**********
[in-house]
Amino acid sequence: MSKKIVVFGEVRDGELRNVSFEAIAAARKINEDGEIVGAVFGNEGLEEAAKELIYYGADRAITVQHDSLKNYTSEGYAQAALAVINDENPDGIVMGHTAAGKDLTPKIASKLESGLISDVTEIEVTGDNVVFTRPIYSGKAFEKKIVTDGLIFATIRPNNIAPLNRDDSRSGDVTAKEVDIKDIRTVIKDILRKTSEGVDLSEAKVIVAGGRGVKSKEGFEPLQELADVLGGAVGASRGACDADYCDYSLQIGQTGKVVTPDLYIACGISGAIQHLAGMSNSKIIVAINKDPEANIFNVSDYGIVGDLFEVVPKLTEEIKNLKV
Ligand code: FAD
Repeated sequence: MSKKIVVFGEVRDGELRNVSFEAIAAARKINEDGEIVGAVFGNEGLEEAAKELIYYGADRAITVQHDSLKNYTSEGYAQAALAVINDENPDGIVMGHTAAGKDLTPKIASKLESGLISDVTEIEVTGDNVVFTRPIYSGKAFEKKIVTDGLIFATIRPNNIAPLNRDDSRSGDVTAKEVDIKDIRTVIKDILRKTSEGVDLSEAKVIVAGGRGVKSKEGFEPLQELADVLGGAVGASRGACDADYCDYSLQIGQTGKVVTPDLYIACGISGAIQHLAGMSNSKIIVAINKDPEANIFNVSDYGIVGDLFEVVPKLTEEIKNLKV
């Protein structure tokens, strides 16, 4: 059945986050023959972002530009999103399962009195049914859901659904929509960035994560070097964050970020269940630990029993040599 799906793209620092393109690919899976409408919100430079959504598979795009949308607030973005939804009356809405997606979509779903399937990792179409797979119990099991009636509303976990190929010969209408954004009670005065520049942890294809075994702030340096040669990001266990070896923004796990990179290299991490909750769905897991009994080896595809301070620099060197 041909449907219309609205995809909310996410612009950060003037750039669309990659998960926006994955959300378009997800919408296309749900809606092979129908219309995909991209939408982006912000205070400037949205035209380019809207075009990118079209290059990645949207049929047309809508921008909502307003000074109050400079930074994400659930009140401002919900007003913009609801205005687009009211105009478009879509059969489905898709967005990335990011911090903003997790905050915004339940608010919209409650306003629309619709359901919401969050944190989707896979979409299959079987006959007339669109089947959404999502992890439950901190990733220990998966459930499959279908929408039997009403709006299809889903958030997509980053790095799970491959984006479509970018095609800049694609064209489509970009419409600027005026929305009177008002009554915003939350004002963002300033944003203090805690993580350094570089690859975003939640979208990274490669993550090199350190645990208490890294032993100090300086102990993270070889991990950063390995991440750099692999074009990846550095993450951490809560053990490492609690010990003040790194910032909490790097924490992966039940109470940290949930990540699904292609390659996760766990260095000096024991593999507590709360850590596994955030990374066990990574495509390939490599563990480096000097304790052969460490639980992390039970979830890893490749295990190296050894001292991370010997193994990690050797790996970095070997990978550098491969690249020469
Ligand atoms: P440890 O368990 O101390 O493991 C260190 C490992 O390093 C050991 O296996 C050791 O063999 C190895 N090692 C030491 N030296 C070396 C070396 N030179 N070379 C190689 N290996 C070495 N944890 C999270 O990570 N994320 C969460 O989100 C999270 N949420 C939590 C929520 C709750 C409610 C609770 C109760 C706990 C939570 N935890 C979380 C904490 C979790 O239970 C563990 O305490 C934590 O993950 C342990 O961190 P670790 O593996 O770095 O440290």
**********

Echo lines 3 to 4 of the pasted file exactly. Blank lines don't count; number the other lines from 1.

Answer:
Ligand code: FAD
Repeated sequence: MSKKIVVFGEVRDGELRNVSFEAIAAARKINEDGEIVGAVFGNEGLEEAAKELIYYGADRAITVQHDSLKNYTSEGYAQAALAVINDENPDGIVMGHTAAGKDLTPKIASKLESGLISDVTEIEVTGDNVVFTRPIYSGKAFEKKIVTDGLIFATIRPNNIAPLNRDDSRSGDVTAKEVDIKDIRTVIKDILRKTSEGVDLSEAKVIVAGGRGVKSKEGFEPLQELADVLGGAVGASRGACDADYCDYSLQIGQTGKVVTPDLYIACGISGAIQHLAGMSNSKIIVAINKDPEANIFNVSDYGIVGDLFEVVPKLTEEIKNLKV